True. There should be occasional weeding out of rotten staff, otherwise, they will infect the rest.
@yahnee (1250)
• Philippines
17 May 12
During my time with the HR department, we had our own company doctor which is a requirement of law according to the number of employees for a certain company. The company doctor provides the recommendation if the employee is required to go on sick leave including the number of days necessary for the recuperation. If the illness is an emergency, the company doctor checks the medical certificate including the employee to verify the illness. If you don't have a company doctor, the best advise I can give you is look for a private clinic or hospital near the vicinity of the company who will be authorized to check on the employees when they claim to be ill. This will certainly be an additional expense for the company but it will control absenteeism. Employees sometimes go to all extents just to get away with their absences from work even bribing doctors or health workers. However, there is also a positive way of controlling absenteeism. Why not an incentive for a monthly perfect attendance record?
• Philippines
17 May 12
We do have a company doctor, but I think they're even more trigger happy to send people home. And, the ironic thing is, employees would get a medical certificate and fit to work from the company doctor, once they're back to work, when they weren't even seen by them at the time they were sick. So, in that case, we would require a medical certificate from their private doctor, one that was able to make a diagnosis of their illness. We do have incentives for good attendance, at times. In some cases, attendance is also considered a gatekeeper to qualify for bonuses.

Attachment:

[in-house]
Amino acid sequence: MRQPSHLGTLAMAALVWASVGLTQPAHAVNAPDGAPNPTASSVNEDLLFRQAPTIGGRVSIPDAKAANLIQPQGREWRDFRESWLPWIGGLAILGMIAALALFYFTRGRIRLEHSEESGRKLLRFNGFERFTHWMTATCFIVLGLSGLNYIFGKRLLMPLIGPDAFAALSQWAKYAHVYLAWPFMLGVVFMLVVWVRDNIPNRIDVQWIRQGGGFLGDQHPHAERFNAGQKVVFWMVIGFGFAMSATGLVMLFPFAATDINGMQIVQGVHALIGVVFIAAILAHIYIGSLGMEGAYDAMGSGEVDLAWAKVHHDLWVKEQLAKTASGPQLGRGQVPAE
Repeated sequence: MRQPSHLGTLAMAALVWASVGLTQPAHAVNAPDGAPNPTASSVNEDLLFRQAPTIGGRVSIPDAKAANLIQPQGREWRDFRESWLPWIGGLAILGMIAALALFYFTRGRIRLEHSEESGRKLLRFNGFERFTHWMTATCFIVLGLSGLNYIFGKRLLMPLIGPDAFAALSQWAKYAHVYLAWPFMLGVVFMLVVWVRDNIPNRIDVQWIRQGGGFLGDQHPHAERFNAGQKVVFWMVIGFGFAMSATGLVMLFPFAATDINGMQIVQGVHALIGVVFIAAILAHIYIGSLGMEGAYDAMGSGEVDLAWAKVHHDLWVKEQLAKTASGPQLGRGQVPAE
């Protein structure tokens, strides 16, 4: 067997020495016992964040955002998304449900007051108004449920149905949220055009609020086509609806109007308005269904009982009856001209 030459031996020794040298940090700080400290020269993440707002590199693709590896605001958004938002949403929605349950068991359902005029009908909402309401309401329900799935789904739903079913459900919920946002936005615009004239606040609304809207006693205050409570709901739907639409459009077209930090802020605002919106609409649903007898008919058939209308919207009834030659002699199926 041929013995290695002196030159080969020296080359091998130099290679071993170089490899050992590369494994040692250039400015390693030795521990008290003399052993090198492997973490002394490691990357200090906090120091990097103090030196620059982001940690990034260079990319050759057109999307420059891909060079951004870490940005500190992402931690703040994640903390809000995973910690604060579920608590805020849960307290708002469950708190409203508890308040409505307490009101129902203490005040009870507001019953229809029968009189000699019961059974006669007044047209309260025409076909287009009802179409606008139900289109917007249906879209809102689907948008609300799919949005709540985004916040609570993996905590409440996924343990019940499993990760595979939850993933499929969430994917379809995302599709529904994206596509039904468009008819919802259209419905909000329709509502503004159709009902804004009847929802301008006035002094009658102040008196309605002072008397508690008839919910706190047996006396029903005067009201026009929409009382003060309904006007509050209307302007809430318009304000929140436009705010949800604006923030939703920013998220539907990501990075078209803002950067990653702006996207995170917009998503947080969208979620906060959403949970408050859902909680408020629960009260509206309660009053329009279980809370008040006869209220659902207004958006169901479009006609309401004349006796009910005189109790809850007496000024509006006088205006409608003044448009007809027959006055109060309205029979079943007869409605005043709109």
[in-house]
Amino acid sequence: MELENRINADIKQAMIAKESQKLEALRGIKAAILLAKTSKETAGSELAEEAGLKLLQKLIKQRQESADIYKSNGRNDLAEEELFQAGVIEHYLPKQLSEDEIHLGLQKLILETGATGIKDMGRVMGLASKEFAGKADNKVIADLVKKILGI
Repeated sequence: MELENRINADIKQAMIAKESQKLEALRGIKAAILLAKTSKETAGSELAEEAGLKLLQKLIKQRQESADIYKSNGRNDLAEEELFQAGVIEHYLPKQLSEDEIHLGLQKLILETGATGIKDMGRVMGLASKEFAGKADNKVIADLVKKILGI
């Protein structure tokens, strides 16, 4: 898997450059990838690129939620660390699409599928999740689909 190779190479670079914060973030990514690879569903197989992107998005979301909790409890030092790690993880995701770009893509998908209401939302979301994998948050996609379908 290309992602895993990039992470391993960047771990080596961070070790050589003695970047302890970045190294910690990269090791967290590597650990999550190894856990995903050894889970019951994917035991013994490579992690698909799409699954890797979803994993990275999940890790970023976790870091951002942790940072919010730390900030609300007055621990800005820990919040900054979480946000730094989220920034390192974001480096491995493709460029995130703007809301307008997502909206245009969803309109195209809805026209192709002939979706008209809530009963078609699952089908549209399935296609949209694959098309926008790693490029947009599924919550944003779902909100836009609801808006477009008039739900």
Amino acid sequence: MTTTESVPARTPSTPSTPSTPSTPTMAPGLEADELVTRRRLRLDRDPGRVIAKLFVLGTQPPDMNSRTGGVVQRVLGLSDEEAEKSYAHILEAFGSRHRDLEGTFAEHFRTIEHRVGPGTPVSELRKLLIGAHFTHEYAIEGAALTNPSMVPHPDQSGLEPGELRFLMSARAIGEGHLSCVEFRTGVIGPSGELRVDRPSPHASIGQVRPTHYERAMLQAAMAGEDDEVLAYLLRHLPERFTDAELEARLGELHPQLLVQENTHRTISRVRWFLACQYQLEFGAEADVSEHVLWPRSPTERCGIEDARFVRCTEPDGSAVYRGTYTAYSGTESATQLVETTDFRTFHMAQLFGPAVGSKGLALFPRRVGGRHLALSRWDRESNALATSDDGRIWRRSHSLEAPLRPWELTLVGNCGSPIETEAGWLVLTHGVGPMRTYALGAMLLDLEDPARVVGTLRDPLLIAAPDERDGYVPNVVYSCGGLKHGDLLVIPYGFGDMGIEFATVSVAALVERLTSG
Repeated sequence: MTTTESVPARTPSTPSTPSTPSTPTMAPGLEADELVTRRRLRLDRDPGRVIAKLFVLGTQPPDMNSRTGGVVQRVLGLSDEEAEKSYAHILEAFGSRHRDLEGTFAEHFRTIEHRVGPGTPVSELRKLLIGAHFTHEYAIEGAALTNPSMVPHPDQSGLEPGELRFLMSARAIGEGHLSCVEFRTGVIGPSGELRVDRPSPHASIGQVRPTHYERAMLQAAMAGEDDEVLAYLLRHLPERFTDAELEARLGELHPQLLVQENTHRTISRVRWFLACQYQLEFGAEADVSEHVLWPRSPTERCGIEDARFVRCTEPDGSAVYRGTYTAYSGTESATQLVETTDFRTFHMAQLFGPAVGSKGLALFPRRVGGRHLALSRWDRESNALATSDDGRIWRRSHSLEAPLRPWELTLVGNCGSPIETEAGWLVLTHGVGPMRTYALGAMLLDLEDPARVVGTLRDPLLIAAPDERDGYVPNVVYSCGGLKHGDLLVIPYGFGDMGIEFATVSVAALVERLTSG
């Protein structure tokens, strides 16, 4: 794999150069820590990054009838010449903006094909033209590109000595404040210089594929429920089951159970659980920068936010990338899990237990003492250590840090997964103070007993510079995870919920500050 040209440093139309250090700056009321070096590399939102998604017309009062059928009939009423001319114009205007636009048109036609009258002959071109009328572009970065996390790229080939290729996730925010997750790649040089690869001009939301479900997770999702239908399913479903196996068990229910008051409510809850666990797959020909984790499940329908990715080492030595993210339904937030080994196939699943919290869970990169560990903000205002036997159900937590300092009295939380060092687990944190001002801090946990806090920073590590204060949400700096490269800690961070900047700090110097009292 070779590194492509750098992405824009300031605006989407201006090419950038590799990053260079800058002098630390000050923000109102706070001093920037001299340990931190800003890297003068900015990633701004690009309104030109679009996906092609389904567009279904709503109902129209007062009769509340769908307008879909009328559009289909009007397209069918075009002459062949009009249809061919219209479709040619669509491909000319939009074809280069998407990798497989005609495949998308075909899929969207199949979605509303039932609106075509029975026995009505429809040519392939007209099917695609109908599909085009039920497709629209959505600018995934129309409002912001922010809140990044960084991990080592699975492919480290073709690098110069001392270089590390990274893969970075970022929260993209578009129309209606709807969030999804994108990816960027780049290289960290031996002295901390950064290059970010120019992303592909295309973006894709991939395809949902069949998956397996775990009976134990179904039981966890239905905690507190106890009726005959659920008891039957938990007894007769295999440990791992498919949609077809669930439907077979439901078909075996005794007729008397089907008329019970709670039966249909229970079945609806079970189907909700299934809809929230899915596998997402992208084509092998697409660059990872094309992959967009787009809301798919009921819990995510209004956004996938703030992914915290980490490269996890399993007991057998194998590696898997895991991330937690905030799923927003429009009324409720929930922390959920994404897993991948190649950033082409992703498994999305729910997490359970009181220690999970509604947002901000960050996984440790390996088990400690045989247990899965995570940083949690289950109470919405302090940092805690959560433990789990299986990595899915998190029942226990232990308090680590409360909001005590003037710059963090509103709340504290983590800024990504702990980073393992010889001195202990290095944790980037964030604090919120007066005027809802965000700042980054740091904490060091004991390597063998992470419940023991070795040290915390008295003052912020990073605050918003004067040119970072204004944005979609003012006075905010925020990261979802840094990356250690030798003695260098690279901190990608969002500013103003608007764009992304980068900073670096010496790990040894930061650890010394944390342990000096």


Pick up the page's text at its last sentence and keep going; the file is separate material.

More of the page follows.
@yahnee (1250)
• Philippines
17 May 12
I am indeed surprised at this kind of work scenario because we have been very successful with the perfect attendance incentives. We experienced having almost 80% perfect attendance among employees and the incentives were not even so great. Our workers always try to minimize their absences even if they enjoy 15 VL and 15 SL which is converted to cash at the end of the year. Our success perhaps was also based upon the motivational trainings that we regularly provide. After the trainings, we notice a big difference in attitude, work performance and productivity.
• Philippines
18 May 12
Perhaps, the conversion to cash would have been a good motivation for employees not to waste their leave credits. We don't have that, unfortunately. I remembered when I was still a trainer, I lost a lot of leave credits because we can't just take leaves anytime we want, due to busy training schedules. It's really demotivating, but since we love our job so much, we just ignore that fact.
• Philippines
15 May 12
Yes I have heard several incidents like this before. Especially if the doctor is the relative of the employee. I find this really sad and rather unfair. I don't know how it can be resolved because how would the company know if the doctor is just lying or whatever, because they have their license right? Will the company take the effort to have the patient checked by other doctors just to prove that he or she is lying? This is a sad practice, seriously.
• Philippines
15 May 12
Well, if that's the only task we have for the day, we would call each doctor to verify. However, we can't put all our time wasted on such an activity. Perhaps, we'd single out those whom we suspect are starting the bad habit of forging medical documents and necessary sanctions should be given.
@ardoy0731 (6869)
• Philippines
15 May 12
Here in our company,if you are on sick leave for about three days, then you have to submit medical certificate,but if one to days, just fill up the leave form.While vacation leave should be three days prior to the exact leave day.I heard some about fakes medical certificate especially when they knew the doctor or family friend.This is usually happening to all companies I guess.